Like many appliances in your home, you may not realize how much you rely upon your water heater components until it stops working. Problems with your water heater range from very minor and easy to fix, to costly repairs or replacement. In some cases, you may encounter the risk of explosion. When you have no idea what is going on with your water heater, you cannot easily determine possible causes. That makes small issues likely to slip under the radar, and costs you more in repairs when you hire a plumber. By understanding the various components and functions of your water heater, you can prolong its lifespan, improve its efficiency and save yourself a lot of money.
- Hot Water Outlet: Your hot water heater tank heats your water, but it must have a way to deliver the hot water to other parts of your home. Your home’s plumbing attaches to your hot water heater’s outlet, drawing the heated water out of the tank.
- Cold Water Inlet: In order for the hot water heater to be able to heat the water, there must be a source of water from your plumbing. This is the cold water inlet, which provides a ready supply of cold water for your water heater to heat whenever the tank starts to deplete.
- Temperature/Pressure Relief Valve: As water leaves your water heater, there is a change of pressure and temperature. Without the ability to relieve the pressure, the water heater could become unstable. The temperature/pressure relief valve is designed to monitor and release pressure if it reaches unstable levels.
- Drain Clock: Periodically, you or a qualified plumber should drain your water heater and clean the collecting sediment there. The drain clock sits at the bottom of the tank and allows you to connect a hose to drain the tank.
- Dip Tubes: The heating component of a gas-fired water heater is located at the bottom, so the cold water must be delivered there first. The dip tube sends cold water to the bottom of the tank for quick and efficient heating.
- 220-Volt Power Supply (Electric): Electric water heaters rely on a power source to generate heat. The power supply is connected to your electrical system. Often, your power supply wires are hooked to the upper thermostat of the water heater.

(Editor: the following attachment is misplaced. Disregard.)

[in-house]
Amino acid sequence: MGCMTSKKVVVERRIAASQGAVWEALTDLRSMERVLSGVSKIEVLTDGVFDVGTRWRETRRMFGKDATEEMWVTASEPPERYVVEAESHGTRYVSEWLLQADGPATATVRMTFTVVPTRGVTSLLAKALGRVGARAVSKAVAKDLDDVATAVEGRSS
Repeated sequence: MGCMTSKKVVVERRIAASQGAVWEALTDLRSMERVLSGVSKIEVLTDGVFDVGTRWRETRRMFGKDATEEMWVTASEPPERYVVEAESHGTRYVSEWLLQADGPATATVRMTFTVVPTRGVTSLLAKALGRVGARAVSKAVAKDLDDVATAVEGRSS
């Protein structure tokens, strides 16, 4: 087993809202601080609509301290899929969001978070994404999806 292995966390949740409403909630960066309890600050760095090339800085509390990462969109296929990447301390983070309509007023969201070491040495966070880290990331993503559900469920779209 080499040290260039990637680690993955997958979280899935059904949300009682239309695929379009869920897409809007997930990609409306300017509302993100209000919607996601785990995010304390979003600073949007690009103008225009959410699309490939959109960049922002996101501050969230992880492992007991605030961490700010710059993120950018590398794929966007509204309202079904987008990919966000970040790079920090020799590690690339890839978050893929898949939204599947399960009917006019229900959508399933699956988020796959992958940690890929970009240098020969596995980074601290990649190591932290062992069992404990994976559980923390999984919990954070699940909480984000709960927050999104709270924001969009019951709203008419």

- Vent (Gas-Fired): The production of heat through natural gas creates exhaust that could be poisonous for humans to breathe. The water heater vent or flue draws the exhaust safely from the tank and out of the home.
- Thermostat (Electric): All water heaters have thermostats, but many electric water heaters have two. In an electric water heater, each thermostat is connected to a heating element. The upper thermostat heats the water in the upper third of the tank, and then the lower thermostat heats the rest of the water.
- Magnesium Anode (Electric): The minerals in water can corrode the tank over time. The anode rod is designed to attract the minerals first, so that the rod will corrode before the tank does. As a result, the anode rod must be replaced regularly.
- Flue Baffle (Gas-Fired): Inside the flue or vent for a gas-fired water heater is a component called a “flue baffle.” This baffle promotes efficiency in the system by directing heat into the tank instead of the vent.
- Glass-Lined Tank (Gas-Fired): The hot water heater tank is lined with a protective material designed to minimize corrosion and leaking. The material may be made of glass, stainless steel or even cement.
- Insulation (Gas-Fired): Heat transfer is the process by which heat leaves a specific area, your water heater in this case. Insulation in the water heater reduces heat loss, but it can lose efficiency after several years of use.
- Control Valve (Gas-Fired): Your water heater is connected to your natural gas supply through a control valve. This valve directs fuel to various components of the water heater, allowing you to light the pilot and heat the water. It must always be turned off before you do any maintenance or repairs on the water heater.
- Gas Supply (Gas-Fired): Without the gas supply, your hot water heater cannot run. The gas supply connects to the control valve and creates a ready supply of fuel for the water heater. For proper water heater function, the supply must always be connected.
- Gas Burner (Gas-Fired): Natural gas water heaters generate heat through burning. The natural gas is sent to the burner at the bottom of the tank, which produces heat for the water and exhaust that goes through the vent.
Using a hot water heater seems like a simple task, but you should know how it works. With knowledge of a water heater inner components, you can identify problems before they become disasters, save money on your utility bills, and keep your family safe.
Call the professionals at Midway Plumbing!